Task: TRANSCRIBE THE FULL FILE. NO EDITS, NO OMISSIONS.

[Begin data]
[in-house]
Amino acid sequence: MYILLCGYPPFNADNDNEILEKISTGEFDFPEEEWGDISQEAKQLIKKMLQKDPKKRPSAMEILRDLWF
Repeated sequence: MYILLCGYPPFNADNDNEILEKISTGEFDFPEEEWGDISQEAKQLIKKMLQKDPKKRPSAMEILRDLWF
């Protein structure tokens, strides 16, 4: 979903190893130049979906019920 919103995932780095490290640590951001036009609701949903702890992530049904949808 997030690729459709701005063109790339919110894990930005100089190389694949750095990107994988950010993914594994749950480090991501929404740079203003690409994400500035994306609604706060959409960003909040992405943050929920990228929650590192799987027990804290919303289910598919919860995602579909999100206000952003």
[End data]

[in-house]
Amino acid sequence: MYILLCGYPPFNADNDNEILEKISTGEFDFPEEEWGDISQEAKQLIKKMLQKDPKKRPSAMEILRDLWF
Repeated sequence: MYILLCGYPPFNADNDNEILEKISTGEFDFPEEEWGDISQEAKQLIKKMLQKDPKKRPSAMEILRDLWF
């Protein structure tokens, strides 16, 4: 979903190893130049979906019920 919103995932780095490290640590951001036009609701949903702890992530049904949808 997030690729459709701005063109790339919110894990930005100089190389694949750095990107994988950010993914594994749950480090991501929404740079203003690409994400500035994306609604706060959409960003909040992405943050929920990228929650590192799987027990804290919303289910598919919860995602579909999100206000952003």